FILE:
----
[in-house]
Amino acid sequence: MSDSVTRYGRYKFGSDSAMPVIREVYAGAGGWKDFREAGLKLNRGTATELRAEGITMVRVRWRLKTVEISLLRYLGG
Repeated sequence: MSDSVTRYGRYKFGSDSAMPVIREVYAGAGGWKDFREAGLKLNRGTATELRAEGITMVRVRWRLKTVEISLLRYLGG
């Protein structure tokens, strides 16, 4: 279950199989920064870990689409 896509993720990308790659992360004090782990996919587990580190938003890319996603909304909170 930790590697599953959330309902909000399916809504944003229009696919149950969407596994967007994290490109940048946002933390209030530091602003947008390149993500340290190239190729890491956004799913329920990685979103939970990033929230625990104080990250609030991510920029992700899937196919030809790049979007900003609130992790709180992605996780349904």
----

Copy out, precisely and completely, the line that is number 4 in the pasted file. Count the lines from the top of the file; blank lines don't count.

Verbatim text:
């Protein structure tokens, strides 16, 4: 279950199989920064870990689409 896509993720990308790659992360004090782990996919587990580190938003890319996603909304909170 930790590697599953959330309902909000399916809504944003229009696919149950969407596994967007994290490109940048946002933390209030530091602003947008390149993500340290190239190729890491956004799913329920990685979103939970990033929230625990104080990250609030991510920029992700899937196919030809790049979007900003609130992790709180992605996780349904």